I work in Financial Sickness. That’s right, Financial Sickness. Seeing Financial Wellness everywhere, it hit me: When someone is sick, they need to get a virus or bacteria out of their system. The wellness part comes later.
In America, we’re in the midst of a Financial Sickness epidemic. It’s tempting to think this is the result of the Covid pandemic, but in reality, we’ve been sick for a long time.
There are ways to solve this problem and help the individuals, families, and communities who are struggling. You can tune in to Dave Ramsey’s daily show to witness people overcoming this sickness. Dave helps people get to the root of the problem. He doesn’t bother with surface level symptoms.
One of my favorite quotes is from Thoreau: “There are a thousand hacking at the branches of evil to one who is striking at the root.”
Dave and I (that’s right, I’m telling you I do similar work to Dave Ramsey) are striking at the root of Financial Sickness. You know who isn’t? Those who have simply taken the words “Financial” and “Wellness”, and slapped them onto the same vapid and useless financial “education” seminars that haven’t ever helped anyone.
If you’re paying attention, the same phenomenon is taking place with Environment, Social, and Governance (ESG) investing and it’s called “Green Washing.” In this case, instead of truly doing good in the environment, addressing social concerns, and providing thoughtful corporate governance, many companies are simply throwing a label on the same things they’re already selling. It’s gross.
My favorite is when banks talk about Financial Wellness because it seems almost contradictory. There’s a great scene in the movie The Social Network where the Mark Zuckerburg character gets fed up during a deposition and says to his accusers, “If you were the inventors of Facebook, you would have invented Facebook.” To banks, and many other big financial companies I say this: If you were capable of helping people to become financially successful, then you would have been helping people become financially successful.
Too harsh? Try this one on:
You know how drug dealers will hook new customers by giving them small amounts of drugs for free the first time? Once that new client is hooked and addicted, what if the drug dealer then opened a rehab clinic to help that customer get clean? How is that scenario different from a bank giving credit cards to people, getting them in debt, then offering them “financial wellness” to help them out? I think it’s essentially the same thing.
Don’t get me wrong. There are plenty of people out there doing good work in personal finance and helping people to become financially successful. My point is simply this: there are a lot of pretenders as well.
Not sure if what you’re getting is solid financial wellness programming or just the same old blah with a fancy name? Dig into it a little deeper. What information is being presented and is it addressing the Financial Sickness epidemic?
- If it’s talking about the importance of budgeting, but not providing the tools to actually budget, it’s falling short.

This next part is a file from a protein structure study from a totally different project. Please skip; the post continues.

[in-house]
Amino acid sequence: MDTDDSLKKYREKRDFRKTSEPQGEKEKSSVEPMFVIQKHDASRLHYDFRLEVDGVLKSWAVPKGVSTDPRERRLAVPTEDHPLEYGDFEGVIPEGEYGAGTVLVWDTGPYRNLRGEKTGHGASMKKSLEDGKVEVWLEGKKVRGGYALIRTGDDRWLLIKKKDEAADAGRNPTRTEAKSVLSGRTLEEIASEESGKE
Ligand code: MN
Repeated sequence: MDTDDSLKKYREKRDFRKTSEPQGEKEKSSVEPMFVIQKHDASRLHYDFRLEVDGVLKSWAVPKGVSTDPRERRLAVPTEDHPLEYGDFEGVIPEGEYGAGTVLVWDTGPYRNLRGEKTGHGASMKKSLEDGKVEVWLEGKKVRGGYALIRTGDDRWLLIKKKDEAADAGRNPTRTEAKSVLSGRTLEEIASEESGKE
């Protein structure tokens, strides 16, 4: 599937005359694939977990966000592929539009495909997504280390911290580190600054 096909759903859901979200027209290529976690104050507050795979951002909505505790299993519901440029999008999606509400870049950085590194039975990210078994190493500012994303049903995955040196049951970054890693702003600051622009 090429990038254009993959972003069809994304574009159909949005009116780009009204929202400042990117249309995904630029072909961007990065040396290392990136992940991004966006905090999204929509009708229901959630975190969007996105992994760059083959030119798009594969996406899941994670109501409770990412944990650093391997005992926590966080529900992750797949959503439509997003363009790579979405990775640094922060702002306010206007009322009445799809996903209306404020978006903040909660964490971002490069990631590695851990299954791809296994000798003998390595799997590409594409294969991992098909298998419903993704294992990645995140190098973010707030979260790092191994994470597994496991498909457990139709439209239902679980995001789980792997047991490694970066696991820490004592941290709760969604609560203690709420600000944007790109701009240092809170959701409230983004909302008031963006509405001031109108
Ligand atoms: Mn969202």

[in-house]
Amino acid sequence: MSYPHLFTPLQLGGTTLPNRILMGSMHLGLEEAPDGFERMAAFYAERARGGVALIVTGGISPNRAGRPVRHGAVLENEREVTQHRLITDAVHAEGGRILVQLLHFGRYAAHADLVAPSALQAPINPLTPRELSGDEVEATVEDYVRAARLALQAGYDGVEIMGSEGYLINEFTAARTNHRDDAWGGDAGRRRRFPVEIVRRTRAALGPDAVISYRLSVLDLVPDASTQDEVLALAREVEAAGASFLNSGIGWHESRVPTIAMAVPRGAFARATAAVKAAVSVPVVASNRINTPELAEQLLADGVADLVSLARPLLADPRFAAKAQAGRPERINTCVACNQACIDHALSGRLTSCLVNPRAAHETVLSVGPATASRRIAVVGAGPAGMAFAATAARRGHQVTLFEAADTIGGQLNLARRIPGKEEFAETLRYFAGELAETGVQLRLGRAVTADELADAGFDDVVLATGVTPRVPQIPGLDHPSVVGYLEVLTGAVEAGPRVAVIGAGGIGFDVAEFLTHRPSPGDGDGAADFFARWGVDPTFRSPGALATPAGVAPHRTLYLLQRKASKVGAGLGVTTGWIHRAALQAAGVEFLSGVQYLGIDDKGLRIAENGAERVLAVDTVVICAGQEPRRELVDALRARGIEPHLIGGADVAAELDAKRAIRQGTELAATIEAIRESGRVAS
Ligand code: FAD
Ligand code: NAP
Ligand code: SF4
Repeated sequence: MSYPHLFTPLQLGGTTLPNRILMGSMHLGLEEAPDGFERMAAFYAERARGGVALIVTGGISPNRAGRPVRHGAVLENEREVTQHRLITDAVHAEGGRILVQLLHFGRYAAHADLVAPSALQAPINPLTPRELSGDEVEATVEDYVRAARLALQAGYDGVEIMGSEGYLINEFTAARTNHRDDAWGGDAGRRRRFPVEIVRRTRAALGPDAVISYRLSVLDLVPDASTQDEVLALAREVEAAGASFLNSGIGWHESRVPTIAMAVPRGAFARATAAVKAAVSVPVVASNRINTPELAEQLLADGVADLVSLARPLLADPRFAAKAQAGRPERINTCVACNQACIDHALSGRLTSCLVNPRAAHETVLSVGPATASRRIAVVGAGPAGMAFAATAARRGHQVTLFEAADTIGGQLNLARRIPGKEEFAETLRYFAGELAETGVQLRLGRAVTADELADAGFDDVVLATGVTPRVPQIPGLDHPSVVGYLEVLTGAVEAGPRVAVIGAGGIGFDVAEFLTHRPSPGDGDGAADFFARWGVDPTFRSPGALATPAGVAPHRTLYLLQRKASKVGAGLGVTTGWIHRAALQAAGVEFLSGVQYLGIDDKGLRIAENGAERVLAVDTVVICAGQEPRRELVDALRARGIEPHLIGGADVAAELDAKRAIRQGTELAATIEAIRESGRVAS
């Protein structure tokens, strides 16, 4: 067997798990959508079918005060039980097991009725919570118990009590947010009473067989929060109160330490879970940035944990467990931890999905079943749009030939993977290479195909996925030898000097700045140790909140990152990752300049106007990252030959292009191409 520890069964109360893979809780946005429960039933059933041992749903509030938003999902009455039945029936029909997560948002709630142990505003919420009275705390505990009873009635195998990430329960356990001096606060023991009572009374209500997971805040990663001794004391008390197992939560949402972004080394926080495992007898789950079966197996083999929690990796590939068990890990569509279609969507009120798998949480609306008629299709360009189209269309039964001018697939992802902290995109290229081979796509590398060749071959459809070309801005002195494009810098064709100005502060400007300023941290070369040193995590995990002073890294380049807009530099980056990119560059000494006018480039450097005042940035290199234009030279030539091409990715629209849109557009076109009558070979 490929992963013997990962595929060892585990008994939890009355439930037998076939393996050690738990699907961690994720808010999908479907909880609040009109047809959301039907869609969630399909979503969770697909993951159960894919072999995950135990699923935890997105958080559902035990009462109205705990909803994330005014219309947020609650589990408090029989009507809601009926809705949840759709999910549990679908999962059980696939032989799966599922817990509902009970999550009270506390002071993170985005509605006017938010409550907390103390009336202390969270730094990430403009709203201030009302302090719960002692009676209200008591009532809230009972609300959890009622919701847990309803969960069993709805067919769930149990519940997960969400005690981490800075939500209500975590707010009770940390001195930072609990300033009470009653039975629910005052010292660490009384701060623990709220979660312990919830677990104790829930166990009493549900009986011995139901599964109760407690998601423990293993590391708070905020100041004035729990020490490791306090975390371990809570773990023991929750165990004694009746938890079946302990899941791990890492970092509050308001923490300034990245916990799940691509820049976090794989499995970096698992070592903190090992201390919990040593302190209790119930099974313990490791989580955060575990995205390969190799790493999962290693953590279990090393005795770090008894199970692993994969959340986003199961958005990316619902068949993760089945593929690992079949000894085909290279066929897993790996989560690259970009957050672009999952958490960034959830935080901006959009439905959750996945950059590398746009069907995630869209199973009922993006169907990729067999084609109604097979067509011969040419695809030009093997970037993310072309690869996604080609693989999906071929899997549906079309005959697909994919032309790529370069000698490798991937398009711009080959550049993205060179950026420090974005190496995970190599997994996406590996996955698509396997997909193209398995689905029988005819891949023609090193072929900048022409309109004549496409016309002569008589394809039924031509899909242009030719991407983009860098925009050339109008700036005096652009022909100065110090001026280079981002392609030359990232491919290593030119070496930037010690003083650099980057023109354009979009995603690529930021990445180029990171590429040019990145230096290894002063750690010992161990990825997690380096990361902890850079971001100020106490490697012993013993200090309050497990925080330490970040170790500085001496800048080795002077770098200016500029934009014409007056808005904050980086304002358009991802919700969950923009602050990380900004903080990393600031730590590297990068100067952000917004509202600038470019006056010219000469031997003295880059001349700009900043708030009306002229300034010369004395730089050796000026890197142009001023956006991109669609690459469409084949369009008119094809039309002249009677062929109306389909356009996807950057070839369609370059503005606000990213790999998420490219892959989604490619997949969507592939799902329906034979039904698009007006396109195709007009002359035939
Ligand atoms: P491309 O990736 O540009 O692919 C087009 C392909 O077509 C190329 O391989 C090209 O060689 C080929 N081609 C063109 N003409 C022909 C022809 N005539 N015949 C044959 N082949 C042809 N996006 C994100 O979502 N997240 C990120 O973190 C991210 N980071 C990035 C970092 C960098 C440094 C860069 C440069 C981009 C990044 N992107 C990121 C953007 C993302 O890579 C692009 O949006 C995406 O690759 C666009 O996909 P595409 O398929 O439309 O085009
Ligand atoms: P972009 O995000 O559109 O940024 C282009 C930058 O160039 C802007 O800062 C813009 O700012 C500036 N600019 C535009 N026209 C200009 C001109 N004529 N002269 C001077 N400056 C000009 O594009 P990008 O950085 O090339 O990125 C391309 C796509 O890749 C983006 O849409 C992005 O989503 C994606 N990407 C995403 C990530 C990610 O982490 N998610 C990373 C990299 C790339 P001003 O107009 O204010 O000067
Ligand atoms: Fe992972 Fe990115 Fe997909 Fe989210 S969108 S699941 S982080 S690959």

- If it’s talking about the value of living debt free, but not talking about how to actually make that happen, it’s falling short.
- If all it is talking about is risk tolerance, asset allocation, mutual fund choices, and contribution options, it’s falling egregiously short
All that stuff is important, but it’s not financial wellness. It’s financial information. And financial information is free on the internet. People are drowning in information. Not sure if your employees are struggling? Check out the metrics of your 401(k). Are people contributing the proper amount to stop working at “normal” retirement age?
When you’re sick, what do you do? You stop doing things. You stop going to work. You stop staying up late. You stop eating crappy food. You stop drinking and doing things which are bad for you. You stop engaging in the behaviors that may have gotten you sick in the first place.
Then what do you do? You start doing healthy things. You start sleeping more. You start eating healthier foods. You start drinking more water. You take medicine.
There’s a cure for financial sickness. But like losing weight, getting in shape, and being physically healthy, it doesn’t come in a pill. It requires consistent effort. It won’t be easy. And you know that, because nothing worthwhile ever is.
The medicine that cures financial sickness isn’t dissimilar. It’s being courageous enough to recognize there’s a problem. It’s being courageous enough to stop engaging in damaging behaviors like overspending and rolling over credit card balances from month to month. And it’s being courageous enough to start engaging in healthy behaviors like monitoring cash flow, budgeting, and putting a plan together to eliminate debt.
I want everyone to enjoy financial prosperity. But that will never happen until you first achieve financial security. That should be the stated purpose of Financial Wellness.
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